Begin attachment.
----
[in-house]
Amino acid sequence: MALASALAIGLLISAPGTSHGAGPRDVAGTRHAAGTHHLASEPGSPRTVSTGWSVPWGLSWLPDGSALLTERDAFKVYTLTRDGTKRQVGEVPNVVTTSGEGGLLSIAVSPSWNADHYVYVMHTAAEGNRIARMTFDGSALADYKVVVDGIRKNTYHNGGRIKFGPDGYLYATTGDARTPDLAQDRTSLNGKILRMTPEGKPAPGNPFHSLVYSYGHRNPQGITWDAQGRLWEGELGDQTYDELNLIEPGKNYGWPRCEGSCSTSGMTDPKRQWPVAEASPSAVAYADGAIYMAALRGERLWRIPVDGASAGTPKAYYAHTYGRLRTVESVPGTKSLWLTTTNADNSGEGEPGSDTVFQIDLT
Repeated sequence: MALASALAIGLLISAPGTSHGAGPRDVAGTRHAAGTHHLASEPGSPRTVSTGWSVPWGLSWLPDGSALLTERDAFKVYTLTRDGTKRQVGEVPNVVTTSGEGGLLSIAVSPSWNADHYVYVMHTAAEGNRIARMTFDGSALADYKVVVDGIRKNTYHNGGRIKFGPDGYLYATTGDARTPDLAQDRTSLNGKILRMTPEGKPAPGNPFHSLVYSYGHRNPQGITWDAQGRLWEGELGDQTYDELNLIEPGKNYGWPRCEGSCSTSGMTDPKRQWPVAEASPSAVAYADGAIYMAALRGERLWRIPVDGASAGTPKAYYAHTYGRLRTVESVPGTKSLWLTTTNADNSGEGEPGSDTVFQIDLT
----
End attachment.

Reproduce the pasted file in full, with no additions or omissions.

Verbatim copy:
[in-house]
Amino acid sequence: MALASALAIGLLISAPGTSHGAGPRDVAGTRHAAGTHHLASEPGSPRTVSTGWSVPWGLSWLPDGSALLTERDAFKVYTLTRDGTKRQVGEVPNVVTTSGEGGLLSIAVSPSWNADHYVYVMHTAAEGNRIARMTFDGSALADYKVVVDGIRKNTYHNGGRIKFGPDGYLYATTGDARTPDLAQDRTSLNGKILRMTPEGKPAPGNPFHSLVYSYGHRNPQGITWDAQGRLWEGELGDQTYDELNLIEPGKNYGWPRCEGSCSTSGMTDPKRQWPVAEASPSAVAYADGAIYMAALRGERLWRIPVDGASAGTPKAYYAHTYGRLRTVESVPGTKSLWLTTTNADNSGEGEPGSDTVFQIDLT
Repeated sequence: MALASALAIGLLISAPGTSHGAGPRDVAGTRHAAGTHHLASEPGSPRTVSTGWSVPWGLSWLPDGSALLTERDAFKVYTLTRDGTKRQVGEVPNVVTTSGEGGLLSIAVSPSWNADHYVYVMHTAAEGNRIARMTFDGSALADYKVVVDGIRKNTYHNGGRIKFGPDGYLYATTGDARTPDLAQDRTSLNGKILRMTPEGKPAPGNPFHSLVYSYGHRNPQGITWDAQGRLWEGELGDQTYDELNLIEPGKNYGWPRCEGSCSTSGMTDPKRQWPVAEASPSAVAYADGAIYMAALRGERLWRIPVDGASAGTPKAYYAHTYGRLRTVESVPGTKSLWLTTTNADNSGEGEPGSDTVFQIDLT